There is no solid proof that there are more than 20 to 30 deer in Mamaroneck.

Without an accurate population assessment, this debate, and a discussion about the “final solution” to the deer problem, are moot. Either way, there is no “final solution” to solving the deer problem. If this small herd is eradicated, others outside will reproduce and move in. Since the same small herd is being recounted over and over again, facilitating a cull is unjustified. Killing these deer will only benefit the hunters who find sport in harming animals and offending the villagers who love wildlife, want to see them protected and object to any management plan that involves killing.

Westchester County’s “deer management specialist” John Baker, is a non-credible member of the pro-hunting faction, and has shown that such a group can not be trusted to give an accurate assessment of any deer population. The numbers presented by Baker in February 2015 are grossly exaggerated to justify kill permits: 74 deer per quarter-square mile, or roughly 300 deer per square mile in Mamaroneck. This would be like deer rush hour at Grand Central Station, with 1,800 deer roaming the little 6-square-mile village. This quota is absurd and hard to believe. Even Wildlife Biologist Clarke agreed.

After the hunting-skewed inflated numbers had been publicly ridiculed, the county admitted the counting method was invalid. Westchester County and John Baker’s team should have been banned from any counting of wildlife due to its pro-hunting bias and record of inaccuracies. Regardless of their motives for miscounting the wildlife population, Westchester County should not be allowed this responsibility anymore.

As a New York State Department of Environmental Conser-vation wildlife rehabilitator, I request to participate in the “deer count” process. Each deer should have an unmistakable photographic identification, which is a simple and easy process that will help accurately assess the small herd in Mamaroneck. If I am prevented from participating, my colleagues and I will conduct our own population identity assessment and will publish this information.

No cull should be approved until an accurate population assessment is provided, including carrying capacity analysis, which should not be completed by Westchester County, the county bow hunters association or any firearm or bow-hunting-associated organization, and not without complete oversight by a team of licensed wildlife rehabilitators.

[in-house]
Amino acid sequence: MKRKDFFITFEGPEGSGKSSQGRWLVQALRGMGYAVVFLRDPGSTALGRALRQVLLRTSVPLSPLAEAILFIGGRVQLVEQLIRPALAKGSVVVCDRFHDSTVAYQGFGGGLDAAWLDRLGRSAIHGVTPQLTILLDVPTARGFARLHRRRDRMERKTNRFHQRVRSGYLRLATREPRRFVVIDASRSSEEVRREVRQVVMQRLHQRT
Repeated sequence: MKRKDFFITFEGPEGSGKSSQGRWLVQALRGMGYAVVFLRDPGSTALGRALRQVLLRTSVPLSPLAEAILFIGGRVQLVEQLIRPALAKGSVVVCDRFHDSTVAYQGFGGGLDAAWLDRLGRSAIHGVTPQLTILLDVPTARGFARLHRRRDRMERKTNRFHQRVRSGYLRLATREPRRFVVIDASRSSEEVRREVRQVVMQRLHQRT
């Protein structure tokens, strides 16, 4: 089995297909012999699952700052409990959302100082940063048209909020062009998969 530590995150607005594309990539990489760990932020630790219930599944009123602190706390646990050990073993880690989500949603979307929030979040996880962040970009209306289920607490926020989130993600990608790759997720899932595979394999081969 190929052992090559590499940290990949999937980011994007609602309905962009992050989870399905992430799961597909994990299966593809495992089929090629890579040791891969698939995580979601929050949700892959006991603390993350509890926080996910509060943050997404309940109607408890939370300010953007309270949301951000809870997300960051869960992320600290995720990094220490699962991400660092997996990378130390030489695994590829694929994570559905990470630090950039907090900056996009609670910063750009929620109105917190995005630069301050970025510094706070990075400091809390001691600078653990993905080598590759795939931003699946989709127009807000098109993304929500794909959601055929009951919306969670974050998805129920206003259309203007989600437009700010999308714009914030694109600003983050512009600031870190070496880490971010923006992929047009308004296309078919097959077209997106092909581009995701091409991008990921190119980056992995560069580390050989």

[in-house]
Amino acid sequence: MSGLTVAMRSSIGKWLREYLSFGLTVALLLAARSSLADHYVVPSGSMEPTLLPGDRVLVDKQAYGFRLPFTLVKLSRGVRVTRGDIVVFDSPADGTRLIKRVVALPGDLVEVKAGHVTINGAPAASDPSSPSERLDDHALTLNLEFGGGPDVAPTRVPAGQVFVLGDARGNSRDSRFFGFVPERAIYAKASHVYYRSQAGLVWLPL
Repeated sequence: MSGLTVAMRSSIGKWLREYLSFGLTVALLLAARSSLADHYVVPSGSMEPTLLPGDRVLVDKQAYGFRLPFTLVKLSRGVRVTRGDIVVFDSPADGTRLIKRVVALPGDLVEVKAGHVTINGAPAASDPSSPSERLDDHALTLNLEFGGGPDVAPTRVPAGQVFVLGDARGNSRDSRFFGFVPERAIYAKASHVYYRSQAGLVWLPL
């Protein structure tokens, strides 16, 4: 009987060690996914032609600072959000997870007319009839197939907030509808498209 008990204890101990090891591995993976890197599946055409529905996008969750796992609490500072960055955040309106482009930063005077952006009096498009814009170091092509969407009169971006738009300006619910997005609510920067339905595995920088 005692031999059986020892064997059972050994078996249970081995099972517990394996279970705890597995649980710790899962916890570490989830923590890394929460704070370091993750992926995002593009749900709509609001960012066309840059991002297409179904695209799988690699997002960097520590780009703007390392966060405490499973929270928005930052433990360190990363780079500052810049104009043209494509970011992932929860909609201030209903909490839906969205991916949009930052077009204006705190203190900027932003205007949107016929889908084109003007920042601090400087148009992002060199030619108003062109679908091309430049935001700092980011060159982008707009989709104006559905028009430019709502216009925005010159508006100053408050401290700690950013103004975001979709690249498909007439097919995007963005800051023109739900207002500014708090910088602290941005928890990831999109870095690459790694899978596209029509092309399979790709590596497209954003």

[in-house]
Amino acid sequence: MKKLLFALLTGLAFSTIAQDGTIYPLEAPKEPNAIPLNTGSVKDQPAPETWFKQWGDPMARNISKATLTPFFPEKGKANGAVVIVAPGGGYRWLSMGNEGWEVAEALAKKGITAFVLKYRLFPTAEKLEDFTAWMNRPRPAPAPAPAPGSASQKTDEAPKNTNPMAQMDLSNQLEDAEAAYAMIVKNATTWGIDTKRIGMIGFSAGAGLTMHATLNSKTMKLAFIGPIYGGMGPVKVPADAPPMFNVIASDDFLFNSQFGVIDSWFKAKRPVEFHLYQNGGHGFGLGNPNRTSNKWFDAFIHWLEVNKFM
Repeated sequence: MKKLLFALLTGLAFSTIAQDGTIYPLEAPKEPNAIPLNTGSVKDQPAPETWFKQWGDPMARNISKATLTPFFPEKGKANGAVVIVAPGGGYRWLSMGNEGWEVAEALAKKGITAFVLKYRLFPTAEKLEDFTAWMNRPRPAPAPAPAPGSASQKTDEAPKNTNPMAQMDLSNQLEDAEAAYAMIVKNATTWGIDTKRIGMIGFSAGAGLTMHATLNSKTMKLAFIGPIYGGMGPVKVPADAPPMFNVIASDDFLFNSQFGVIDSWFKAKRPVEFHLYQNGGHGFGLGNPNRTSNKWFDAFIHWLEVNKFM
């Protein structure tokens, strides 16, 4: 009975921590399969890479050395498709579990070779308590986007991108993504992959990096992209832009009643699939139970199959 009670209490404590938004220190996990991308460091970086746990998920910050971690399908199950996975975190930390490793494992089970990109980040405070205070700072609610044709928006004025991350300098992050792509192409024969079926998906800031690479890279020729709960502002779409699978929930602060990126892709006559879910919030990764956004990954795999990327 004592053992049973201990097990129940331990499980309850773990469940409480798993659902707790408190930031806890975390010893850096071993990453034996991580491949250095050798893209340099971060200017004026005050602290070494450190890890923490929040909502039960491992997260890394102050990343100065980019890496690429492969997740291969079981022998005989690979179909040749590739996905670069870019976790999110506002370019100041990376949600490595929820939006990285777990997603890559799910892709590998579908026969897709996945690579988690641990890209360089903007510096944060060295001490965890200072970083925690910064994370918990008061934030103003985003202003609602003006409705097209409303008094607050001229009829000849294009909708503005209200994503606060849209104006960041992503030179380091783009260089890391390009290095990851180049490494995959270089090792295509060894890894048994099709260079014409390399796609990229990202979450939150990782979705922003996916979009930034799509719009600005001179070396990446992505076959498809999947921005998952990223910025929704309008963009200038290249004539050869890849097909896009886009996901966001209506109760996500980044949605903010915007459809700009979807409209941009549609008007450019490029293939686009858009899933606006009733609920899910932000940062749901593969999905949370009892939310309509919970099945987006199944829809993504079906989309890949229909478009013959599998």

Another deer-related myth I would like to clarify has to do with the term “deer tick,” which describes the black-legged tick, or Ixodes scapularis, that may carry Lyme disease. Many victims of Lyme disease blame deer for carrying these ticks, but the black-legged tick is also found on mice, squirrels, birds, raptors, foxes, raccoons, possums and potentially any warm-blooded land-based species. Many factors determine the deer carrying capacity of Mamaroneck’s suburban landscape, including the presence of suitable vegetation for food and relative safety, and busy, vehicle-congested Mamaroneck provides little of either.

During last Friday’s meeting, Mayor Norman Rosenblum said that people have complained about deer all throughout Mamaroneck. I am demanding full disclosure of complaints, including how many, contact information for verification and the location of each complaint.

We believe that the meeting’s outcome went as so because of the amount of  bow hunters and lack of wildlife biologists or women on the panel. We also contest Clarke’s saying that bow and arrows kill deer within 30 seconds, calling it “the most humane method of controlling deer.”

As he spoke, I held up an enlarged poster/photo showing a deer with a long-time festering wound from an arrow that had gone through its head. The deer is surviving with this arrow still embedded in its head, and is at ground level feeding. The use of bow and arrow hunting is neither accurate, quick, nor humane, yet this completely inaccurate information is blared out to the public with absolute authority. We also object to the fact that deer-management options that did not involve killing were only explored briefly and were quickly dismissed. Proposing the hunting of deer in densely-populated Mamaroneck is both inconsiderate of the consequences with respect to public health and safety and dismissive of the people who take pleasure and comfort in seeing the deer population.

The proof that deer are still surviving here helps people believe that humans haven’t destroyed everything after all,
despite whether or not that is true.


Taffy Williams is a Class One wildlife rehabilitator in the New York State Department of Environmental Conservation Special Licenses Unit. The views expressed are hers.


What’s going on in Mamaroneck

Mamaroneck Public Library

For information on regular programs and other events, visit

Seminar for Special Needs Trusts

A special needs trust can be established by families who are the primary caregivers of a child with disabilities. The goal of a special needs trust is to improve the quality of the child’s life and provide a sense of confidence for the future. This can be achieved because this type of trust helps to manage resources while maintaining a disabled person’s eligibility for government programs. Therefore, they can possibly receive existing government benefits and assets set aside in the trust for additional expenses. Presented by Calderone Financial Services. Wednesday, Oct. 7 from 6:30 p.m. to 7:30 p.m. in the Community Room.

Larchmont Public Library

For information on regular programs and other events, visit